Hernacki is thoroughly in explaining the factory educational system in getting people to not think. I believe he misses the bigger picture, which is this:

Any system of hierarchy (meaning a pyramid of power and control where a few people at the top set the terms for the many people below them) must make sure people remain in the system.

Why? To ensure the continuation of the system! This is true for any social or political system. And industrial capitalism is a system which uses social manipulation and political control through force to keep people in line so they can continue to create profits for those who own and control the system.

Back then and even today, how did the factory educational system and the continuing education of industrial society living make this happen?

By getting people to focus on certain goals and reinforcing them with rewards.

At first, you could get people to expend incredible energy to chase after pieces of papers and trinkets and climb rungs of the never-ending ladder. And these created competition which created more trinkets and rungs on the ladder:

  • 8.5 x 11 Paper # 1: 12 years to get a high school degree – this used to be enough to get a good-paying, secure job
  • 8.5 x 11 Paper # 2: Four years to get a college degree – this used to be for the upper classes and enough to get a high-paying, secure elite management job
  • 8.5 x 11 Paper # 3: 2 years to get a graduate degree such as a MBA – this used to be enough to get a highly specialized, elite status position and fast-track you to the top of the pyramid and a future life of luxury

This expands to people personal lives, where they want to have the next-higher version of everything (from gold and platinum credit cards to upgraded cell phones and other consumer electronics and even next-higher versions of homes and cars).

  • But as more people had high school degrees, you needed a college degree to get ahead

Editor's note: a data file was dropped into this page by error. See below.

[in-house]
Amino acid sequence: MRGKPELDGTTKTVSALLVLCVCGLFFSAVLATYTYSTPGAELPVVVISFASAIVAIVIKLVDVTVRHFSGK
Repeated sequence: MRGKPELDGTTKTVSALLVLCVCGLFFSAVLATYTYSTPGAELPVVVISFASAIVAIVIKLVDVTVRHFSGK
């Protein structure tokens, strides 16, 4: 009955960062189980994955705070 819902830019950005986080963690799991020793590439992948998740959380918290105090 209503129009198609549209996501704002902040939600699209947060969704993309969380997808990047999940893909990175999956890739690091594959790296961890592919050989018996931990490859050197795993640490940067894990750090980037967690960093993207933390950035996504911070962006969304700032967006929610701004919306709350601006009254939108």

• As more people got college degrees, you needed a college degree in the right field (such as business administration)
  • As more people got business administration college degrees, you needed a master's degree in that right field: masters degree in business administration (MBA)

2. People start to see the manipulation:

But people saw they were being manipulated and stopped responding like trained lab rats to run the maze and find the cheese that kept on being moved further and further away ("Who moved my cheese?").

Some people now go in the opposite direction because they recognize the silliness of the "earn and spend" messages implanted in their minds.

They began asserting the independence and freedom to do what they wanted.

And this became a HUGE social problem for those at the top. How do you regain control over the masses of society and get them to do what you want?

3. The controlling authority regain control with new "learning:"

The solutions the people at the top came up with (or rather, their MBA consultants and advisors):

Solution # 1: Get them to lose their sense of identity and freedom by getting them to identify with the goals of groups. GET PEOPLE TO BELIEVE THE GROUP'S GOALS ARE THEIR OWN GOALS. I'm talking about team-building and the vast corporate motivational and reinforcement industry:

  • There is no "I" in TEAM (true, not a single individual to be found)
  • We Can't Spell Success Without U (nor can we spell Cutback or Unemployment or Outsource or Pay Cut or our other forms of negative reinforcement)